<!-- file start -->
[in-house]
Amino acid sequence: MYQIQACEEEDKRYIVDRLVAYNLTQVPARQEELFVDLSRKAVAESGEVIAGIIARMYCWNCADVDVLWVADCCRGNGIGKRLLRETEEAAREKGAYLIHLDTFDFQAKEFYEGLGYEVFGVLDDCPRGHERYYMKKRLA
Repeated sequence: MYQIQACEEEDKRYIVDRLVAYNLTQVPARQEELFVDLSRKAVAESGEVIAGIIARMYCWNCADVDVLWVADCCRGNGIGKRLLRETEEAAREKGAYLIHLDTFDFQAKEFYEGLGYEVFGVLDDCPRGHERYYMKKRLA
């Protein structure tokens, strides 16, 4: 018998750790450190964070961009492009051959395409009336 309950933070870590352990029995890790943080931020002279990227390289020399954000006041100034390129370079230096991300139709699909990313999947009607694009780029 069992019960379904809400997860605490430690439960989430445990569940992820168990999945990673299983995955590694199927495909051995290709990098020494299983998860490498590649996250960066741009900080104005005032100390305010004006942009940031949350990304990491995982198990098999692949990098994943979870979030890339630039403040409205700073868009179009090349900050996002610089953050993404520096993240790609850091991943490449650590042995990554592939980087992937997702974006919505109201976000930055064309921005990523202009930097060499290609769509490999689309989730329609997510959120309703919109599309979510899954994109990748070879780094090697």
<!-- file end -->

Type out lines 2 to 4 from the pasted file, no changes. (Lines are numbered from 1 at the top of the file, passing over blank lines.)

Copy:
Amino acid sequence: MYQIQACEEEDKRYIVDRLVAYNLTQVPARQEELFVDLSRKAVAESGEVIAGIIARMYCWNCADVDVLWVADCCRGNGIGKRLLRETEEAAREKGAYLIHLDTFDFQAKEFYEGLGYEVFGVLDDCPRGHERYYMKKRLA
Repeated sequence: MYQIQACEEEDKRYIVDRLVAYNLTQVPARQEELFVDLSRKAVAESGEVIAGIIARMYCWNCADVDVLWVADCCRGNGIGKRLLRETEEAAREKGAYLIHLDTFDFQAKEFYEGLGYEVFGVLDDCPRGHERYYMKKRLA
């Protein structure tokens, strides 16, 4: 018998750790450190964070961009492009051959395409009336 309950933070870590352990029995890790943080931020002279990227390289020399954000006041100034390129370079230096991300139709699909990313999947009607694009780029 069992019960379904809400997860605490430690439960989430445990569940992820168990999945990673299983995955590694199927495909051995290709990098020494299983998860490498590649996250960066741009900080104005005032100390305010004006942009940031949350990304990491995982198990098999692949990098994943979870979030890339630039403040409205700073868009179009090349900050996002610089953050993404520096993240790609850091991943490449650590042995990554592939980087992937997702974006919505109201976000930055064309921005990523202009930097060499290609769509490999689309989730329609997510959120309703919109599309979510899954994109990748070879780094090697």